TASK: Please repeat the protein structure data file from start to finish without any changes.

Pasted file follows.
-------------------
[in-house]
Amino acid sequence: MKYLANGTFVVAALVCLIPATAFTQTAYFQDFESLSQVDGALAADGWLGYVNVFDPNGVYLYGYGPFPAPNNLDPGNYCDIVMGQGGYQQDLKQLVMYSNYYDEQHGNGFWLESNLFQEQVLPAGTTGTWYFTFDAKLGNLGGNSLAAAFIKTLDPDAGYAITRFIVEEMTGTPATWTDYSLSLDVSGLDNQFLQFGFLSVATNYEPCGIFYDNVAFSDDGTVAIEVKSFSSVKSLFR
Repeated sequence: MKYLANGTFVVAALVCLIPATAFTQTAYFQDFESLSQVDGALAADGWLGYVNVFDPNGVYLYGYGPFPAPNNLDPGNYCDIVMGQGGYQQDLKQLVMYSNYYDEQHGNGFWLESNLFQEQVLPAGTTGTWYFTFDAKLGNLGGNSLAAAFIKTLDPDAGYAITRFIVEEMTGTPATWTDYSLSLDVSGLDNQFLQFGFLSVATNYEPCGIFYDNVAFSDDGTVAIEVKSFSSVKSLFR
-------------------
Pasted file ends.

[in-house]
Amino acid sequence: MKYLANGTFVVAALVCLIPATAFTQTAYFQDFESLSQVDGALAADGWLGYVNVFDPNGVYLYGYGPFPAPNNLDPGNYCDIVMGQGGYQQDLKQLVMYSNYYDEQHGNGFWLESNLFQEQVLPAGTTGTWYFTFDAKLGNLGGNSLAAAFIKTLDPDAGYAITRFIVEEMTGTPATWTDYSLSLDVSGLDNQFLQFGFLSVATNYEPCGIFYDNVAFSDDGTVAIEVKSFSSVKSLFR
Repeated sequence: MKYLANGTFVVAALVCLIPATAFTQTAYFQDFESLSQVDGALAADGWLGYVNVFDPNGVYLYGYGPFPAPNNLDPGNYCDIVMGQGGYQQDLKQLVMYSNYYDEQHGNGFWLESNLFQEQVLPAGTTGTWYFTFDAKLGNLGGNSLAAAFIKTLDPDAGYAITRFIVEEMTGTPATWTDYSLSLDVSGLDNQFLQFGFLSVATNYEPCGIFYDNVAFSDDGTVAIEVKSFSSVKSLFR